A pair of stiffly starched socks – phallic and fragile – hang pressed together in near-perfect symmetry on a wall in Galerie Sultana in Paris. Their close embrace cups into a form that recalls a stretched and sagging jock strap: the result, perhaps, of a formal process or, more suggestively, a found object defiled by over-use. Sans Titre (Untitled, 1980s) reads the accompanying caption, which signals the anonymous exchanges prevalent in the exhibition.
These ambiguous accoutrements were crafted by Brazilian artist Hudinilson Jr., a queer compatriot to artists of the Latin neo-baroque and an active participant in the conceptual avant-garde of the 1980s. Unfolding out of Brazil’s military dictatorship, Hudinilson’s practice played on a latent promiscuity that, following the end of the regime in 1985, queered certain tropes of the previously totalitarian state. Bureaucracy, machines and surveillance became accessories to the artist’s sexual pleasure, partly through an employment of everyday items, which were defiled by his explorations of them. A pair of crumpled, soiled underpants, for example, are accompanied by an adjacent metal plaque, inscribed Hudinilson Jr. Posição Amorosa (Amorous Position, 1980s), which provides a guideline for the reading
of the artist’s work – as both manifesto and erotica.
Hudinilson – seemingly oblivious to, or blasé about, anyone who might have been watching – got off on a search for self through a series of Xerox prints of his zoomed-in and off-set body pressed against the glass plate of a copier. Others are part of the series, ‘Exercício de Me Ver’ (Exercise to See Myself, 1981) for which the artist engaged in sexual relations with a Xerox machine. Whether performance or office romance taken to a literal extreme, Hudinilson constructed it bit by bit, copying a knee, a shoulder blade, his chest. Devoid of intimacy – the artist carefully avoids eye contact – the act remained strictly between man and machine, or perhaps man and his modern-day reflection, like some post-industrial Narcissus. In one example, Exercício de Me Ver III (undated), framed in rosy pine, an image of tangled hair is pressed against the copy machine, enlarged to lewd detail. For glossy reference, an artist’s book of cut-and-pasted porn, Caderno de Referências XX (Reference Book XX, 1980s) is on display, offering an insight to Hudinilson’s erotic inspiration.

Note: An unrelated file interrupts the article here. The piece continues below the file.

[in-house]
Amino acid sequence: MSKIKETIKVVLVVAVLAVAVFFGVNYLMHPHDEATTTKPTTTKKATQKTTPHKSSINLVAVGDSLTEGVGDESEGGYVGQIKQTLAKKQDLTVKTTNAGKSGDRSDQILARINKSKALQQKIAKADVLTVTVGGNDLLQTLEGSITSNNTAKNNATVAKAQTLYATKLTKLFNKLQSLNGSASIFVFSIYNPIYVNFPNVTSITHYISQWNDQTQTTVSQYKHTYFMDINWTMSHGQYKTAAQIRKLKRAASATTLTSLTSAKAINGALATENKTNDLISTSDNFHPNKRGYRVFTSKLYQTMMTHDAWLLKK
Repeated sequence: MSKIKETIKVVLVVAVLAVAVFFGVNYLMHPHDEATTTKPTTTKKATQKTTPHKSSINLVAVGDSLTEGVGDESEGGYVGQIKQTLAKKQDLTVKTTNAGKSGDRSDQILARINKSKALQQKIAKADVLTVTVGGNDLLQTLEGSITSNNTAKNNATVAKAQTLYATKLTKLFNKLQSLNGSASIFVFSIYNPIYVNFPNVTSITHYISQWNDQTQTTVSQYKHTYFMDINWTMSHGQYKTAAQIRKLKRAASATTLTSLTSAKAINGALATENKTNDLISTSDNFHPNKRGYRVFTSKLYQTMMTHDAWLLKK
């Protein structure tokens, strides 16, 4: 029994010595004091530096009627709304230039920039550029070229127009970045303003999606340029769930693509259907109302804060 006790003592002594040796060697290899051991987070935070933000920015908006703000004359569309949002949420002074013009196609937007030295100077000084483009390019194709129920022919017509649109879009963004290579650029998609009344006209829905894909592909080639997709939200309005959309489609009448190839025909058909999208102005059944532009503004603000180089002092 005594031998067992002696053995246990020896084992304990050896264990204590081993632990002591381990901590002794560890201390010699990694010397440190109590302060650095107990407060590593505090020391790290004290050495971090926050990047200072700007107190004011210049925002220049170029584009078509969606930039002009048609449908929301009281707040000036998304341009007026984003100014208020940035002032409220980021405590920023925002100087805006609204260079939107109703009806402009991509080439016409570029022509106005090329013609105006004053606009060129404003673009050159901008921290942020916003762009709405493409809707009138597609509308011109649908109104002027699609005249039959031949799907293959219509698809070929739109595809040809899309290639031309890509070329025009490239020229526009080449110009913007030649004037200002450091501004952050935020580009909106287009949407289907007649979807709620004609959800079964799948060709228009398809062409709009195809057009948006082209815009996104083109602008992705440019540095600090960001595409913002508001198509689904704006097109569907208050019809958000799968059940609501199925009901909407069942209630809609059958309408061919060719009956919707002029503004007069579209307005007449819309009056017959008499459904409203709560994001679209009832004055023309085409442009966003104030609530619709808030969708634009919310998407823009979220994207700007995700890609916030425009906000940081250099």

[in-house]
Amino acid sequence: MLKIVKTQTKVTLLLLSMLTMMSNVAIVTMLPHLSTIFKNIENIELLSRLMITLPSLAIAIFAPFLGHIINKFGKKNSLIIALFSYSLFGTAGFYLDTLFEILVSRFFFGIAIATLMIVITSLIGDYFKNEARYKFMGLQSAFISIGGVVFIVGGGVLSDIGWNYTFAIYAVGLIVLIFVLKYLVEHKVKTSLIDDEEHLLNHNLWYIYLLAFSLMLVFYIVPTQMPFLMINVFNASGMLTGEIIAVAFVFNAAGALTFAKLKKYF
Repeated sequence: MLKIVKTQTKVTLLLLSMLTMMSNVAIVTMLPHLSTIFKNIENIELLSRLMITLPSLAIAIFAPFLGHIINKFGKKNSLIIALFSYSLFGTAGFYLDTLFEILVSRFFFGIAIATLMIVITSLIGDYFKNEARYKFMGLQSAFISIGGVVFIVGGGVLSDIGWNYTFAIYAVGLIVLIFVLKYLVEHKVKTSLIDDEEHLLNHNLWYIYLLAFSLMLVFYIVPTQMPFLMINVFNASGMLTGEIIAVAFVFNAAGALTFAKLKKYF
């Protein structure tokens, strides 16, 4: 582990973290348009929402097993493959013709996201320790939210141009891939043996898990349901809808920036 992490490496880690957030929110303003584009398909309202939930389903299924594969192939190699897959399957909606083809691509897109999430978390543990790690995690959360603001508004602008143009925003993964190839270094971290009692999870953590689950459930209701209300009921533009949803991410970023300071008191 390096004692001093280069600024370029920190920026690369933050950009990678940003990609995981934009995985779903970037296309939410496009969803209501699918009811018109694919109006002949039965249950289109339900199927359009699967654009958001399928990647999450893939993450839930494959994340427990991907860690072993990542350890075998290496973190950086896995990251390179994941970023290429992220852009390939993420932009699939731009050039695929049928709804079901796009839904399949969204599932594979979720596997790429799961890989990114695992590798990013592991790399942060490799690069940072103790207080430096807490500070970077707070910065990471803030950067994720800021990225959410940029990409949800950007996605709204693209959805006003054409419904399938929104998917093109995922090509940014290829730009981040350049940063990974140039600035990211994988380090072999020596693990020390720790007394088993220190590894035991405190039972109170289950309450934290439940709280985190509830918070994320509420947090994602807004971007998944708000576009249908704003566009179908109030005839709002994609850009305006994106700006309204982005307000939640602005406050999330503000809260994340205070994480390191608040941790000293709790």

The book also makes apparent Hudinilson’s interest in the desires of certain minorities, particularly those concerned with sexual identity. This is true again in pieces like Untitled (notebook) (1979) and the two works titled Narcisse (Narcissus, 1980s). Both exploring self-portraiture, in one Hudinilson collages a felon-like mugshot beside a fingerprint (presumably his own), a somewhat sacral close-up of his eye and a column of text – each line simply bearing the word ‘Narcissus’ in variable languages and orientations. The second work takes a simpler approach: photocopies of the mugshot repeated in a tiled pattern. Untitled (notebook), on the other hand, comprises eight photocopied prints; the first is an envelope-like white sheet before a series of over-toned dark pages progressively lightening to reveal a handprint. These are experiments in erotic self-identification that makes the body inextricable from its machinic entanglement.
Two untitled collages are rendered out of a mixture of found objects and cut-outs from gay porn magazines. By mixing domestic elements (a wooden spoon, what looks like a metal waffle) with crops of unconventionally arousing body parts (armpits, abdomens) Hudinilson not only redirects the visual vocabulary of eroticism, but reinvents it. His is a queered language that is inextricable from conceit – one as obscure, ambiguous and unfinished as the self. Through this vocabulary, he reclaimed the uniqueness of his sexuality through its equivocation. His unsuspecting erotic of the everyday indicates a promiscuity based less on compulsion than unadulterated curiosity.